MANILA - Bureau of Corrections chief Nicanor Faeldon should face charges for allowing the early release of prisoners, including those convicted of heinous crimes, via the Good Conduct Time Allowance (GCTA) Law, a co-author of the measure said Tuesday.
"He did not harmonize the law. He did not see that this exclusion is to the entire act so therefore there should have been no release and absolutely no release of those involve in heinous crimes," said Cayagan de Oro Rep. Rufus Rodriguez in an interview on ANC's Headstart.
Rodriguez said Faeldon is liable under Section 6 of Republic Act No. 10592, which states that any public officer or employee who violates the provisions of the act could face one year imprisonment, a fine of P100,000 and perpetual disqualification to hold office.
He said Faeldon and other members of the BuCor management, the evaluation and screening committees are all held administratively and criminally liable.
"He is liable as far as I see the clear spirit and intent of the law is that they should not release heinous crimes," he said.
The implementation of Republic Act 10592 which increases the “good conduct time allowance” of prisoners has been under intense scrutiny lately after the justice department announced that convicted rapist-killer Antonio Sanchez might be released from imprisonment because of supposed good behavior.
Rodriguez said excluded from the law are the recidivists, habitual delinquents, escapees and persons charged with heinous crimes.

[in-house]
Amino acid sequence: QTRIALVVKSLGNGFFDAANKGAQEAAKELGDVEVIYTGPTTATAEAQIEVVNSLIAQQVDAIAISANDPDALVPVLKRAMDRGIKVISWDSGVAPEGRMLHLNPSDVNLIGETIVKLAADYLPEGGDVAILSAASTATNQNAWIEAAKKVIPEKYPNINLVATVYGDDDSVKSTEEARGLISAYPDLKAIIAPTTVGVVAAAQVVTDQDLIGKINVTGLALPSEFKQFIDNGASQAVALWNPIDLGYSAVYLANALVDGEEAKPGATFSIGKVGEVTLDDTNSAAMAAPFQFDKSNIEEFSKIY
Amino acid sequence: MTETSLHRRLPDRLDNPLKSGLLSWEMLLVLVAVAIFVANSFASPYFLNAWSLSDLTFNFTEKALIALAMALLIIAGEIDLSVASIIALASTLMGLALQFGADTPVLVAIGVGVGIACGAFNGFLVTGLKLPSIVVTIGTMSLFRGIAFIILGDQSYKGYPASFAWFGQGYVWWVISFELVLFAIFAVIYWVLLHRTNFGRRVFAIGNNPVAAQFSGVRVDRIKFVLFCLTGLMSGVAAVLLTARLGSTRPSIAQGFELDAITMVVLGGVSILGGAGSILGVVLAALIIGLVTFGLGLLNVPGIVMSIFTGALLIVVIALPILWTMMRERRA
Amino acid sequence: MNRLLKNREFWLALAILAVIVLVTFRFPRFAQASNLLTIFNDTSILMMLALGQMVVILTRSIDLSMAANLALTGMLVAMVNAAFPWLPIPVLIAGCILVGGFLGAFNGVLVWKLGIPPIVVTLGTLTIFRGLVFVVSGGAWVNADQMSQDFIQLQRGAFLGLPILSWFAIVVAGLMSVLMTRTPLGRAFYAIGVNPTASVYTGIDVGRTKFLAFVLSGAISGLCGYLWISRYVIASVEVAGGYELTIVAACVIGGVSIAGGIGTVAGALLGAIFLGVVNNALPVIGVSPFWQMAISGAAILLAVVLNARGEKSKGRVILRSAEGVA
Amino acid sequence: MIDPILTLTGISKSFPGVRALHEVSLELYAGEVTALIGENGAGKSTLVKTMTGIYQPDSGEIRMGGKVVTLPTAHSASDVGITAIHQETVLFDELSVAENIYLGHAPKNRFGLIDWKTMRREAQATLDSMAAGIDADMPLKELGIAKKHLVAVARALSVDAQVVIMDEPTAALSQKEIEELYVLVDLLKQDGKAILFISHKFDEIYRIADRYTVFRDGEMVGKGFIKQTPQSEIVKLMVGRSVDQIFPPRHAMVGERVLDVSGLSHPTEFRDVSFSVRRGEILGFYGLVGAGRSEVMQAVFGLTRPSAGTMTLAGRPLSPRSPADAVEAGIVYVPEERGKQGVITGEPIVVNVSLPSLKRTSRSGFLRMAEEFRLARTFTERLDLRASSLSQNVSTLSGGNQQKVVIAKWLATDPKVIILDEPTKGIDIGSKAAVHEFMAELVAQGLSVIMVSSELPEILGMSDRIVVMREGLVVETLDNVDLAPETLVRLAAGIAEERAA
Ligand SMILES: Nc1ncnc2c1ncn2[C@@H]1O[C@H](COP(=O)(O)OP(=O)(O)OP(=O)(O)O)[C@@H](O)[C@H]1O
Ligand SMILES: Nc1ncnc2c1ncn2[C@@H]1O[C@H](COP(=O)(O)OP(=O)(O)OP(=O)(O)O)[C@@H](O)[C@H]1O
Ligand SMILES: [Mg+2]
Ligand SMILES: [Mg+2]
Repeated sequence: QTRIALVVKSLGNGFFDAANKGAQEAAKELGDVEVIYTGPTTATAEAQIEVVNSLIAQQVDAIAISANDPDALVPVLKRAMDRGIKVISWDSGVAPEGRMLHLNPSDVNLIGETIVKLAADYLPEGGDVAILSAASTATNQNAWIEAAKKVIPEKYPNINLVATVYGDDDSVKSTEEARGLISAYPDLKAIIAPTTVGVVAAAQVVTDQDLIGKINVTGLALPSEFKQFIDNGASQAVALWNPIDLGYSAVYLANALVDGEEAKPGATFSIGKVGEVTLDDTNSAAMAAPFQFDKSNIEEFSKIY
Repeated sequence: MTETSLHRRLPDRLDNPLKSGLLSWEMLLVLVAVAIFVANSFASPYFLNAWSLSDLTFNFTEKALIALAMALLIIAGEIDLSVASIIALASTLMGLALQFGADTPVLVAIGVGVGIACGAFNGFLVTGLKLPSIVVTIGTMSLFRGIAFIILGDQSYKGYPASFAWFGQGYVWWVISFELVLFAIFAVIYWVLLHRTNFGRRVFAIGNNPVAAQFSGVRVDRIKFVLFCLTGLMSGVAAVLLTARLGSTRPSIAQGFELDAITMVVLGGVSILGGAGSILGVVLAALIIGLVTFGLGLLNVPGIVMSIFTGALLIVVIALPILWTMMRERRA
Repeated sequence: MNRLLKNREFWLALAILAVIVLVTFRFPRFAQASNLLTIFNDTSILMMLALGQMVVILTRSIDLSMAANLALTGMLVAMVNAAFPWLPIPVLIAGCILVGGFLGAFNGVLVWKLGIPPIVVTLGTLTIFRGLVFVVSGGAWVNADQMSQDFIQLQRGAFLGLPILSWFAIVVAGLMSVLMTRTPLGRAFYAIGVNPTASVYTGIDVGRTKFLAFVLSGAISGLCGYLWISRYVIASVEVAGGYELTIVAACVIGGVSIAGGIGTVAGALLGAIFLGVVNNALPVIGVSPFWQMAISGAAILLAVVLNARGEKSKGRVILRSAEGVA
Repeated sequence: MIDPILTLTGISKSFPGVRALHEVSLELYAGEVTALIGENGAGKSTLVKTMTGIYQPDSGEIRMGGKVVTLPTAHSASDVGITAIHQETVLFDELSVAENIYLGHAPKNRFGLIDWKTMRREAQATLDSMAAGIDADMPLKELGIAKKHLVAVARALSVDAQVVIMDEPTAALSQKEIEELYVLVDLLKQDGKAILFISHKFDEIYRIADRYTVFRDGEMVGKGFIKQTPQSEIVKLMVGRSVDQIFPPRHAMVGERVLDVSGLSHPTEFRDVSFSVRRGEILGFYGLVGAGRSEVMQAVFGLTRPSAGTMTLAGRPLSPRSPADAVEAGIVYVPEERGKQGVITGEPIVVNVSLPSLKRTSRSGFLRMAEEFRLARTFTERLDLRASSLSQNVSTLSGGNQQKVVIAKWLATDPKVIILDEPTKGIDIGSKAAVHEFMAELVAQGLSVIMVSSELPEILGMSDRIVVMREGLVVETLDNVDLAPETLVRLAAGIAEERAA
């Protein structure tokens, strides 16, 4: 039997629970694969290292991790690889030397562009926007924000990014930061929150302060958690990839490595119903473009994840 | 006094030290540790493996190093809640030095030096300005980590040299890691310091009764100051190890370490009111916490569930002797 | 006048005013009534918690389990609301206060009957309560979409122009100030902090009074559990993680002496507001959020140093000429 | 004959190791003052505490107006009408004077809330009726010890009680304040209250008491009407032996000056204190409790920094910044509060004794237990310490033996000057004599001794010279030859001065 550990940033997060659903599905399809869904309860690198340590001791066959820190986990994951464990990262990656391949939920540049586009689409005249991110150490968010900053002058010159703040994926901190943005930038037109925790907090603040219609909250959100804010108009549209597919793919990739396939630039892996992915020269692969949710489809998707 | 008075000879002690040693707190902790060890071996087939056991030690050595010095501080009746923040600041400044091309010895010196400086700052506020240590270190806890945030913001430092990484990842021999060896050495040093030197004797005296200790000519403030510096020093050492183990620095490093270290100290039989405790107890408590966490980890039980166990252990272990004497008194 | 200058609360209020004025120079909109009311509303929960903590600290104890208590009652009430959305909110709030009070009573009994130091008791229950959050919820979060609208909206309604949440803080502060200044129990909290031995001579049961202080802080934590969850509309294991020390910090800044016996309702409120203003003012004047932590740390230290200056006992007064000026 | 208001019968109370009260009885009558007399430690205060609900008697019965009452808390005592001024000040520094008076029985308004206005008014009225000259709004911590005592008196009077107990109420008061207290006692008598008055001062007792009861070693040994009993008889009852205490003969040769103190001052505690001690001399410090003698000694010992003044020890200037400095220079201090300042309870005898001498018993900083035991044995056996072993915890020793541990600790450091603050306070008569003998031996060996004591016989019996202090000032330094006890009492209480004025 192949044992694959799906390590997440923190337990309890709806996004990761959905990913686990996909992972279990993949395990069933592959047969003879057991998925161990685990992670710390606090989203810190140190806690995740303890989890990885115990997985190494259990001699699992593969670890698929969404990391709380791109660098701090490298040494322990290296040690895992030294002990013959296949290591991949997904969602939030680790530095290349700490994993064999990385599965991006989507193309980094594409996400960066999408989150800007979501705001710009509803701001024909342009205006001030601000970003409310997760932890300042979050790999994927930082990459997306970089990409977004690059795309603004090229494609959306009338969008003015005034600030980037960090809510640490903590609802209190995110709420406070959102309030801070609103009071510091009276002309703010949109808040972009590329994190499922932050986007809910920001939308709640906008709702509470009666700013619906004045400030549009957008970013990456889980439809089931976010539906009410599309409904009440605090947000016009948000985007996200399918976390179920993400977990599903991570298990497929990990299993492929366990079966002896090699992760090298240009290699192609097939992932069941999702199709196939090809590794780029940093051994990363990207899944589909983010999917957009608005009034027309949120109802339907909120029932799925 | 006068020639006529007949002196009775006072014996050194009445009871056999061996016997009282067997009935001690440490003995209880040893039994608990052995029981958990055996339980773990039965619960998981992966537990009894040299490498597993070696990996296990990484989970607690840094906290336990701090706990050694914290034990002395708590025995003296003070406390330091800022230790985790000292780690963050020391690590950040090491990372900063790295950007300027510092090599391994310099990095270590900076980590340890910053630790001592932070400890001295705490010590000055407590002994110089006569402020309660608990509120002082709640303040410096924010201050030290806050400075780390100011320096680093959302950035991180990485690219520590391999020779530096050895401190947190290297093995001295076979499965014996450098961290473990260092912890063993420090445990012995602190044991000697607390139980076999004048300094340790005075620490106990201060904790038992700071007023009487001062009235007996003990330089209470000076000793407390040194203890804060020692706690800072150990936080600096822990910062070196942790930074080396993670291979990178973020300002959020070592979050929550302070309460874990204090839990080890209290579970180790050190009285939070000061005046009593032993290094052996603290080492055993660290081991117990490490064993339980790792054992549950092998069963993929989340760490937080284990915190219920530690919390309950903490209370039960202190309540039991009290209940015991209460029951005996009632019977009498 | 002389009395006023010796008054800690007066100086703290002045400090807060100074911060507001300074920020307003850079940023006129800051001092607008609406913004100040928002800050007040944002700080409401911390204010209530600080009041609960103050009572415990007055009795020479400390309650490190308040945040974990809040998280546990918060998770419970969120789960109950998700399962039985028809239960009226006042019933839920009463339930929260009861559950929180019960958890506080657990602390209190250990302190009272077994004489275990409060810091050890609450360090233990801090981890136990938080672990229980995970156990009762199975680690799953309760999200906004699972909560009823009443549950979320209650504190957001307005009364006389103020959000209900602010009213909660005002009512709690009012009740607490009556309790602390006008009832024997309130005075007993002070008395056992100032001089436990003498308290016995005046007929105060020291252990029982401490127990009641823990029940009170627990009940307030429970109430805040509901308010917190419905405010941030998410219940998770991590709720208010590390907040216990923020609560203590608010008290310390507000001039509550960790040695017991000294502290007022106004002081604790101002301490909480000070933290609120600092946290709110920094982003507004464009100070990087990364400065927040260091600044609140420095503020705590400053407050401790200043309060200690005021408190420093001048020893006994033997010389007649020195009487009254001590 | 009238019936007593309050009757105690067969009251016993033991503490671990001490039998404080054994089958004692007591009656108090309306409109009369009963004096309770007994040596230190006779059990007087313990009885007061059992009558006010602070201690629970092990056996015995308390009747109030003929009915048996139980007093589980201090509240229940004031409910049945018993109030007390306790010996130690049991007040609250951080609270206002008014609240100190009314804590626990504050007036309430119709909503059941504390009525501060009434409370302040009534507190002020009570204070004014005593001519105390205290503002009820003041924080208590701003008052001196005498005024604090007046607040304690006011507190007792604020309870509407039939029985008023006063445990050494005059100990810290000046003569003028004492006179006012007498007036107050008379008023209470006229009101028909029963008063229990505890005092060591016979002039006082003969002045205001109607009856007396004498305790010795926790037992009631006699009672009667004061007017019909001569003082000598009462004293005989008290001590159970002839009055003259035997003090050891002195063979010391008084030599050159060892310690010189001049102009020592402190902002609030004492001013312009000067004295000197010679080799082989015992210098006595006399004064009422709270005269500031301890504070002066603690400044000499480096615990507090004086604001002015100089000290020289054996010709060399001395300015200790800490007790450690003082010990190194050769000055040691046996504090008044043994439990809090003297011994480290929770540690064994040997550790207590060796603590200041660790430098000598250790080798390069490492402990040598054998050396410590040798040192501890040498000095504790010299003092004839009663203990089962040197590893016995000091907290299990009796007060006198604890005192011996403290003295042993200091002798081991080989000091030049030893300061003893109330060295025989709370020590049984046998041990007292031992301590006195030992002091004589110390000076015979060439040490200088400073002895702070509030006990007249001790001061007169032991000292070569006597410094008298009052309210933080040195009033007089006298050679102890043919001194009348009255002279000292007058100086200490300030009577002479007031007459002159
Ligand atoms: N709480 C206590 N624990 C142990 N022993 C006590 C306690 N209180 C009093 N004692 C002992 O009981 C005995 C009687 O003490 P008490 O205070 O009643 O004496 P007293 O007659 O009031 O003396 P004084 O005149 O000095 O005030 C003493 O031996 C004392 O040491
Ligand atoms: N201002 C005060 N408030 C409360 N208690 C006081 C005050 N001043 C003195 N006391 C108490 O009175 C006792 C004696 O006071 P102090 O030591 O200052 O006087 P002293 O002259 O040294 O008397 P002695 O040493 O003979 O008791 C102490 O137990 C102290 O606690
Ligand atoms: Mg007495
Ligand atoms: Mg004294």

"They cannot get good conduct because of the gravity of the crimes they have committed."
He explained that it does not matter if a person convicted of heinous crimes reformed while in prison, or asked and have been forgiven by the aggrieved family.
"They are still not qualified because we believe that the gravity of the offense requires that they stay in jail," he stressed.
But Faeldon, during the Senate justice and Blue Ribbon committees hearing maintained that the bureau has never changed the way the law was implemented since the release of its implementing rules and regulations (IRR) in 2014.
The lawmaker said Faeldon only stopped the process of Sanchez's release because of public outcry.
"In other words, if he was just left on that and nobody complained, the public did not complain against this release, Sanchez would have already been out by now," he said.
A total of 1,914 prisoners convicted of heinous crimes have been granted early release since 2014 under the GCTA law, BuCor data showed. Under the Revised Penal Code, any release order granted cannot be revoked.